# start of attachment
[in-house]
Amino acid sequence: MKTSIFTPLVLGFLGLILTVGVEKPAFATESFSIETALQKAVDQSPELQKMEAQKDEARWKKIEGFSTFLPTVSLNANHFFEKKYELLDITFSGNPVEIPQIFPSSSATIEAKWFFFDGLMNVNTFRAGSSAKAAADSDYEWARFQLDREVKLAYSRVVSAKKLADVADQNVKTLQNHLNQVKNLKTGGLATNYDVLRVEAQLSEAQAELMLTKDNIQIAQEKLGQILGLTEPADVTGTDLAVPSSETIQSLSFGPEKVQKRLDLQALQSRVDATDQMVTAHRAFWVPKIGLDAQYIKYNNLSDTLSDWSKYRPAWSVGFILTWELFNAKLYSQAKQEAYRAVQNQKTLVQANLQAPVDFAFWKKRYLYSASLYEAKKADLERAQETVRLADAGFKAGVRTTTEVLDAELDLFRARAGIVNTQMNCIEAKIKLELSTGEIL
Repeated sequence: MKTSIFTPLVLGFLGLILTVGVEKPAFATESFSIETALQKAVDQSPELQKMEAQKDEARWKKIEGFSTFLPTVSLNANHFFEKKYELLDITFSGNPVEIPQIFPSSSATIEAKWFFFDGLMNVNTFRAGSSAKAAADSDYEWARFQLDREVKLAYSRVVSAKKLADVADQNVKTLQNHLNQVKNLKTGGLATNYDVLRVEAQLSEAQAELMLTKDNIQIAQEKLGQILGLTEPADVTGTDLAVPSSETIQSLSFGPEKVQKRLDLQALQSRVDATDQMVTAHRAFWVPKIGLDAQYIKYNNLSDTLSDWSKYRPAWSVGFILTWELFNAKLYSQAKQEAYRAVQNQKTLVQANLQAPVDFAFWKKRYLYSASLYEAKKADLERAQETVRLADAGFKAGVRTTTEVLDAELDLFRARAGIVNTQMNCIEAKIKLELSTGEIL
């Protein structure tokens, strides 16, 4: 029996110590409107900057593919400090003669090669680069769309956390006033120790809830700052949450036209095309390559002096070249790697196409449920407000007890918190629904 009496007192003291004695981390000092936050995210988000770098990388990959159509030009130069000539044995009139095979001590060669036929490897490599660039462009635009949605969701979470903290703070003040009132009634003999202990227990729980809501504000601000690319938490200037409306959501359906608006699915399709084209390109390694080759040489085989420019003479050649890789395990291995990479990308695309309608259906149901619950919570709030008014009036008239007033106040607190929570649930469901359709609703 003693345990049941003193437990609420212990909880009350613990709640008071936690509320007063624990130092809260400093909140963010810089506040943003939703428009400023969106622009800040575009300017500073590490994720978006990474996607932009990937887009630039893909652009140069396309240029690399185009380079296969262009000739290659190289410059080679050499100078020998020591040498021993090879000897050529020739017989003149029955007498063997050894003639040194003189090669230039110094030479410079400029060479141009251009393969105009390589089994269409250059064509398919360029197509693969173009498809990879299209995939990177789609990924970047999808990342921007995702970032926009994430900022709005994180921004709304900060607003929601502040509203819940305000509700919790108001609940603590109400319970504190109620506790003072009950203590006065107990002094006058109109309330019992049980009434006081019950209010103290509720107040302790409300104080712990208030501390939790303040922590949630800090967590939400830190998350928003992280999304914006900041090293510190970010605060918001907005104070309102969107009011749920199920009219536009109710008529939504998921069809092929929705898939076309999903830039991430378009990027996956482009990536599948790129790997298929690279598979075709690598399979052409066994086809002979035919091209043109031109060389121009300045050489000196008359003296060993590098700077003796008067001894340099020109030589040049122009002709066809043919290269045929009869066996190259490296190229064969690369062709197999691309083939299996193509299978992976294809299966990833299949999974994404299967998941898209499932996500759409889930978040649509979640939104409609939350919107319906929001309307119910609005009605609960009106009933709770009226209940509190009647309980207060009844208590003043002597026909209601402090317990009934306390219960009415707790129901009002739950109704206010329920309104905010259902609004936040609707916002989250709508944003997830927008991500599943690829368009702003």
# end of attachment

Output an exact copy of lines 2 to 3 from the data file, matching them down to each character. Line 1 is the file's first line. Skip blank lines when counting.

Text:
Amino acid sequence: MKTSIFTPLVLGFLGLILTVGVEKPAFATESFSIETALQKAVDQSPELQKMEAQKDEARWKKIEGFSTFLPTVSLNANHFFEKKYELLDITFSGNPVEIPQIFPSSSATIEAKWFFFDGLMNVNTFRAGSSAKAAADSDYEWARFQLDREVKLAYSRVVSAKKLADVADQNVKTLQNHLNQVKNLKTGGLATNYDVLRVEAQLSEAQAELMLTKDNIQIAQEKLGQILGLTEPADVTGTDLAVPSSETIQSLSFGPEKVQKRLDLQALQSRVDATDQMVTAHRAFWVPKIGLDAQYIKYNNLSDTLSDWSKYRPAWSVGFILTWELFNAKLYSQAKQEAYRAVQNQKTLVQANLQAPVDFAFWKKRYLYSASLYEAKKADLERAQETVRLADAGFKAGVRTTTEVLDAELDLFRARAGIVNTQMNCIEAKIKLELSTGEIL
Repeated sequence: MKTSIFTPLVLGFLGLILTVGVEKPAFATESFSIETALQKAVDQSPELQKMEAQKDEARWKKIEGFSTFLPTVSLNANHFFEKKYELLDITFSGNPVEIPQIFPSSSATIEAKWFFFDGLMNVNTFRAGSSAKAAADSDYEWARFQLDREVKLAYSRVVSAKKLADVADQNVKTLQNHLNQVKNLKTGGLATNYDVLRVEAQLSEAQAELMLTKDNIQIAQEKLGQILGLTEPADVTGTDLAVPSSETIQSLSFGPEKVQKRLDLQALQSRVDATDQMVTAHRAFWVPKIGLDAQYIKYNNLSDTLSDWSKYRPAWSVGFILTWELFNAKLYSQAKQEAYRAVQNQKTLVQANLQAPVDFAFWKKRYLYSASLYEAKKADLERAQETVRLADAGFKAGVRTTTEVLDAELDLFRARAGIVNTQMNCIEAKIKLELSTGEIL